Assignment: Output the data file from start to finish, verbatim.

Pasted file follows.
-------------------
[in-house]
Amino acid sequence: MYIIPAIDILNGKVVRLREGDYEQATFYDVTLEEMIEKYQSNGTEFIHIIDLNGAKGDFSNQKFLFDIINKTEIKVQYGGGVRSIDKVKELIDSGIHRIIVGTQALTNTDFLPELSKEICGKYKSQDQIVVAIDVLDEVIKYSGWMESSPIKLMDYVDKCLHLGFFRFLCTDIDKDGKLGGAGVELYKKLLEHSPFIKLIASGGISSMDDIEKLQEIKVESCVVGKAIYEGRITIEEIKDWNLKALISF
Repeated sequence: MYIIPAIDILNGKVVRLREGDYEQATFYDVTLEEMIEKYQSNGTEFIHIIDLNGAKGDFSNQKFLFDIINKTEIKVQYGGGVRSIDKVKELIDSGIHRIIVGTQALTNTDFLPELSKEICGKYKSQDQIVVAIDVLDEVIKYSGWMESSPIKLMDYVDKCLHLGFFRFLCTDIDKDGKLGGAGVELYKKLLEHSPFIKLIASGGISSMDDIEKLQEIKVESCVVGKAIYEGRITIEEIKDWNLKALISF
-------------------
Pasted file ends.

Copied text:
[in-house]
Amino acid sequence: MYIIPAIDILNGKVVRLREGDYEQATFYDVTLEEMIEKYQSNGTEFIHIIDLNGAKGDFSNQKFLFDIINKTEIKVQYGGGVRSIDKVKELIDSGIHRIIVGTQALTNTDFLPELSKEICGKYKSQDQIVVAIDVLDEVIKYSGWMESSPIKLMDYVDKCLHLGFFRFLCTDIDKDGKLGGAGVELYKKLLEHSPFIKLIASGGISSMDDIEKLQEIKVESCVVGKAIYEGRITIEEIKDWNLKALISF
Repeated sequence: MYIIPAIDILNGKVVRLREGDYEQATFYDVTLEEMIEKYQSNGTEFIHIIDLNGAKGDFSNQKFLFDIINKTEIKVQYGGGVRSIDKVKELIDSGIHRIIVGTQALTNTDFLPELSKEICGKYKSQDQIVVAIDVLDEVIKYSGWMESSPIKLMDYVDKCLHLGFFRFLCTDIDKDGKLGGAGVELYKKLLEHSPFIKLIASGGISSMDDIEKLQEIKVESCVVGKAIYEGRITIEEIKDWNLKALISF